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Olfactory preference for own mother and litter in 1-day-old rabbits and its impairment by thermotaxis.
Dev Psychobiol. 2008 Sep; 50(6):542-53.DP

Abstract

We investigated the ability of rabbit pups to display preferences towards various elements of their postnatal environment during the stage of confinement in the nest. Subjects were submitted to a two-choice test during the first week after birth to assess if they could detect and discriminate between does, litters of pups, or nesting materials of the same developmental stage. On D1 and D7, pups were attracted to any lactating doe, litter, or nest when compared to an empty compartment. When two stimuli were opposed, pups preferred their own nest to an alien one on D1 and D7 but not their mother nor their siblings when opposed to alien does or pups. However, additional tests indicated that this lack of preference for kin conspecifics resulted from a predominant attraction to thermal cues over individual odors. Indeed, pups were strongly attracted to a warm compartment (37 degrees C) than to a cooler one (20 degrees C) and once thermal cues were controlled for in the testing situation, the pups were specifically attracted to odors of their own mother's hair and of their siblings. No preference was observed towards the mother's uterine secretions. In conclusion, pups can recognize olfactory cues emanating from their mother and their siblings the day after birth. The preference for nesting materials would reflect in major part the combined attraction to maternal and sibling odors present in the nest.

Authors+Show Affiliations

Equipe Comportement, Neurobiologie Adaptation, Unité de Physiologie de la Reproduction et des Comportements, UMR6175 CNRS, INRA, Université de Tours, Haras Nationaux, F-37380 Nouzilly, France.No affiliation info available

Pub Type(s)

Journal Article
Research Support, Non-U.S. Gov't

Language

eng

PubMed ID

18683183

Citation

Serra, Jessica, and Raymond Nowak. "Olfactory Preference for Own Mother and Litter in 1-day-old Rabbits and Its Impairment By Thermotaxis." Developmental Psychobiology, vol. 50, no. 6, 2008, pp. 542-53.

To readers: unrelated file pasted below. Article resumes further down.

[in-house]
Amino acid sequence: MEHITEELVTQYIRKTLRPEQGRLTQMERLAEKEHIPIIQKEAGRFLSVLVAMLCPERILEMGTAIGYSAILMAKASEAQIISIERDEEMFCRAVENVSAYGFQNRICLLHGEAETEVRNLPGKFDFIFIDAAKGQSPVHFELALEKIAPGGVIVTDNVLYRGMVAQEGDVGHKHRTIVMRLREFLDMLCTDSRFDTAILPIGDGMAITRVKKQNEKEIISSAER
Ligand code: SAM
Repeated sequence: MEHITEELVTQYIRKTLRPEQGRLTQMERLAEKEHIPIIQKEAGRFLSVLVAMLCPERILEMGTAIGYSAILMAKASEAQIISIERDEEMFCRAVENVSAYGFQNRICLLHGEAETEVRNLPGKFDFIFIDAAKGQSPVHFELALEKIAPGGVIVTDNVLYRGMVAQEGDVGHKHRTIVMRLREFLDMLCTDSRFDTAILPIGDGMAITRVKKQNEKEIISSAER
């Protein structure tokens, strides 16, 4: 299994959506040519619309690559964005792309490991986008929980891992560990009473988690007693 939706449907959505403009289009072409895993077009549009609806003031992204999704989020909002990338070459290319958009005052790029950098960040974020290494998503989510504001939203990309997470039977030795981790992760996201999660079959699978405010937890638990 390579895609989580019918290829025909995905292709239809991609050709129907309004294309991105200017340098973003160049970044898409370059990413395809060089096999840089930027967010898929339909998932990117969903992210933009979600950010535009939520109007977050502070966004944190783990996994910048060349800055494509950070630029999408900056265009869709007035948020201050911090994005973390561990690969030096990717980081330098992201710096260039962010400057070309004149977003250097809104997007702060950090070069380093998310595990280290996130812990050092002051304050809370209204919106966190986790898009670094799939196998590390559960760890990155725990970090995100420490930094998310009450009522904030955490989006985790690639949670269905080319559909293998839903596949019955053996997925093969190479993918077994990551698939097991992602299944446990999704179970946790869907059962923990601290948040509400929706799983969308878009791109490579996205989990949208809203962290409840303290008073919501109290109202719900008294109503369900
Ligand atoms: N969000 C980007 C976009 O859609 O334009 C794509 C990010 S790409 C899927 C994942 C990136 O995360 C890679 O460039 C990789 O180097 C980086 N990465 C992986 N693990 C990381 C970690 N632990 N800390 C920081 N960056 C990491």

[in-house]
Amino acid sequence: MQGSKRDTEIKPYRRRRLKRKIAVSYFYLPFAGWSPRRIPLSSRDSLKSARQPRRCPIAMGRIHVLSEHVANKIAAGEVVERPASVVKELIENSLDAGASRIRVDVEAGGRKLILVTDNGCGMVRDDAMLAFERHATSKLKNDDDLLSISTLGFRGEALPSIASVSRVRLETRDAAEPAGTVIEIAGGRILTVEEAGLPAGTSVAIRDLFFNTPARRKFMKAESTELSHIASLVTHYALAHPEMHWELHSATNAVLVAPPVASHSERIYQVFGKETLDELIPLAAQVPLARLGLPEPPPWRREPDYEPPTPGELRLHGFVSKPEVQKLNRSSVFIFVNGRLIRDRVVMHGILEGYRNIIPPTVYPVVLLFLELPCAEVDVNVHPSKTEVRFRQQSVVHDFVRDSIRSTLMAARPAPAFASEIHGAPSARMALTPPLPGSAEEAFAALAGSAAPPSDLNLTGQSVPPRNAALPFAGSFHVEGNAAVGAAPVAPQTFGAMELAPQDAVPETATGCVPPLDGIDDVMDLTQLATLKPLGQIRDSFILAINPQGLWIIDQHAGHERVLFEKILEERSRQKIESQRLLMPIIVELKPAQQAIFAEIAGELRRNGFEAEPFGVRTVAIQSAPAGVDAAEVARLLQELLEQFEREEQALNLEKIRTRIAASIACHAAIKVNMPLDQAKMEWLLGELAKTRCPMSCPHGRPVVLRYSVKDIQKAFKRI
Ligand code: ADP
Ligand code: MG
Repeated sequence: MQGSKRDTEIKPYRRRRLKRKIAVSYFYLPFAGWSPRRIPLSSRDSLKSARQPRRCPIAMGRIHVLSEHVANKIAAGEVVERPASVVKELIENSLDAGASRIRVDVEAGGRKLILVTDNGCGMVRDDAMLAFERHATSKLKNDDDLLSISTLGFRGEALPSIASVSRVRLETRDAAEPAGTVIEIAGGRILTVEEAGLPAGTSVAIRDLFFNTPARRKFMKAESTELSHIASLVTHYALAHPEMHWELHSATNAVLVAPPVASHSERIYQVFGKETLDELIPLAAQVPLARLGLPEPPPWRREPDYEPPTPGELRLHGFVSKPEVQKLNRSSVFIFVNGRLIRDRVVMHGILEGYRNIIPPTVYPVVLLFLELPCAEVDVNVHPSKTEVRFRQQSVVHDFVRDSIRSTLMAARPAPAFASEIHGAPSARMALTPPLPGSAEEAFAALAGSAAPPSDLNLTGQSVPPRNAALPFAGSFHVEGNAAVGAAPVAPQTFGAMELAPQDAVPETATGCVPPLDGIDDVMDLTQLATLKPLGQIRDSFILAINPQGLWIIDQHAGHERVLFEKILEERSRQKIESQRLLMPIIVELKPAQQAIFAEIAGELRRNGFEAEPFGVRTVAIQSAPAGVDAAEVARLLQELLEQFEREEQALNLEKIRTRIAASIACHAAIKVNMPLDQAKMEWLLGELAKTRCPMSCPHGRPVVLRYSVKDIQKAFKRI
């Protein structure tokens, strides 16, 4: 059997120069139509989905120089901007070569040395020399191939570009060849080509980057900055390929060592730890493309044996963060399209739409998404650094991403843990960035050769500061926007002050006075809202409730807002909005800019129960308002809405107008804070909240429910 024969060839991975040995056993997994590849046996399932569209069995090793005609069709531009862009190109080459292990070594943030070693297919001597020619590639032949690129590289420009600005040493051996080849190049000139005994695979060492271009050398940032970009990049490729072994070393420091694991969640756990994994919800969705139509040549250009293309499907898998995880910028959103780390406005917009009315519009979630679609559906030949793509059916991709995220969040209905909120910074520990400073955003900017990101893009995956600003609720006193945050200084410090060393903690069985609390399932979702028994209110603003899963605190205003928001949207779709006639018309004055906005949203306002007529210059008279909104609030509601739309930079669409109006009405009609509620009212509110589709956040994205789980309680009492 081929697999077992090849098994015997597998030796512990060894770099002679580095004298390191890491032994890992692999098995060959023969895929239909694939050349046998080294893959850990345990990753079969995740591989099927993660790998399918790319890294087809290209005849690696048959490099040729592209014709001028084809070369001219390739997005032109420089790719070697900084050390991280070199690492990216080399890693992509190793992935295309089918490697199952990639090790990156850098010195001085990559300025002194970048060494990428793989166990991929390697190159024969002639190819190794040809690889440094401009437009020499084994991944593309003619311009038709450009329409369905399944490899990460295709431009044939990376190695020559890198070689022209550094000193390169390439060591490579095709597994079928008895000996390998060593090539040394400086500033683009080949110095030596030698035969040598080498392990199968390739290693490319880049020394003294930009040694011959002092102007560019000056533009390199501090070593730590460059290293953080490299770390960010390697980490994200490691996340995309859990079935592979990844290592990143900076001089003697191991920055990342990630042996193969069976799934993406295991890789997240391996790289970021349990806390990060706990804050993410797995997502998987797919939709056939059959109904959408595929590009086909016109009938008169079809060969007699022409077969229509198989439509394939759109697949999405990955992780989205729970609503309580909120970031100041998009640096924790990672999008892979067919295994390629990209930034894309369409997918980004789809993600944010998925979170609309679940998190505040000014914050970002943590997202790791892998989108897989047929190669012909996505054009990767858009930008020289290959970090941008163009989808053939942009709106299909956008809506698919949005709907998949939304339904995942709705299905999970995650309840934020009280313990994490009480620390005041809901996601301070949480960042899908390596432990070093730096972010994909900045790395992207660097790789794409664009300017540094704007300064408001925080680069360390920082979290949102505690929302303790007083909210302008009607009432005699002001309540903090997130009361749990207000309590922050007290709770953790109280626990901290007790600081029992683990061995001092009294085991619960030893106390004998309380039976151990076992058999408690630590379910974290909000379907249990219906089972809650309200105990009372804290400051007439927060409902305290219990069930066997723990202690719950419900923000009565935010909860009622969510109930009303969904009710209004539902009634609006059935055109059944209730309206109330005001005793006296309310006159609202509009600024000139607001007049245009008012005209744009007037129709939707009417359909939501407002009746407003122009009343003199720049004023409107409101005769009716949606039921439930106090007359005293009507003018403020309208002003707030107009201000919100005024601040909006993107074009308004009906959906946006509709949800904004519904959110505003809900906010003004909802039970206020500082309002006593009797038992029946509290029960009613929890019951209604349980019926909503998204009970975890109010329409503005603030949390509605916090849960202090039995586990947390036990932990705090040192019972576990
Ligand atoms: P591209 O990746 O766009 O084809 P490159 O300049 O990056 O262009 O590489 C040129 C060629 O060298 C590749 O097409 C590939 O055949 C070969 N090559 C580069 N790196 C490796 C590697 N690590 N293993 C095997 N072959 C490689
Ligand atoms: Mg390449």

Serra J, Nowak R. Olfactory preference for own mother and litter in 1-day-old rabbits and its impairment by thermotaxis. Dev Psychobiol. 2008;50(6):542-53.
Serra, J., & Nowak, R. (2008). Olfactory preference for own mother and litter in 1-day-old rabbits and its impairment by thermotaxis. Developmental Psychobiology, 50(6), 542-53. https://doi.org/10.1002/dev.20327
Serra J, Nowak R. Olfactory Preference for Own Mother and Litter in 1-day-old Rabbits and Its Impairment By Thermotaxis. Dev Psychobiol. 2008;50(6):542-53. PubMed PMID: 18683183.
* Article titles in AMA citation format should be in sentence-case
TY - JOUR T1 - Olfactory preference for own mother and litter in 1-day-old rabbits and its impairment by thermotaxis. AU - Serra,Jessica, AU - Nowak,Raymond, PY - 2008/8/7/pubmed PY - 2009/1/8/medline PY - 2008/8/7/entrez SP - 542 EP - 53 JF - Developmental psychobiology JO - Dev Psychobiol VL - 50 IS - 6 N2 - We investigated the ability of rabbit pups to display preferences towards various elements of their postnatal environment during the stage of confinement in the nest. Subjects were submitted to a two-choice test during the first week after birth to assess if they could detect and discriminate between does, litters of pups, or nesting materials of the same developmental stage. On D1 and D7, pups were attracted to any lactating doe, litter, or nest when compared to an empty compartment. When two stimuli were opposed, pups preferred their own nest to an alien one on D1 and D7 but not their mother nor their siblings when opposed to alien does or pups. However, additional tests indicated that this lack of preference for kin conspecifics resulted from a predominant attraction to thermal cues over individual odors. Indeed, pups were strongly attracted to a warm compartment (37 degrees C) than to a cooler one (20 degrees C) and once thermal cues were controlled for in the testing situation, the pups were specifically attracted to odors of their own mother's hair and of their siblings. No preference was observed towards the mother's uterine secretions. In conclusion, pups can recognize olfactory cues emanating from their mother and their siblings the day after birth. The preference for nesting materials would reflect in major part the combined attraction to maternal and sibling odors present in the nest. SN - 1098-2302 UR - https://www.unboundmedicine.com/medline/citation/18683183/Olfactory_preference_for_own_mother_and_litter_in_1_day_old_rabbits_and_its_impairment_by_thermotaxis_ L2 - https://doi.org/10.1002/dev.20327 DB - PRIME DP - Unbound Medicine ER -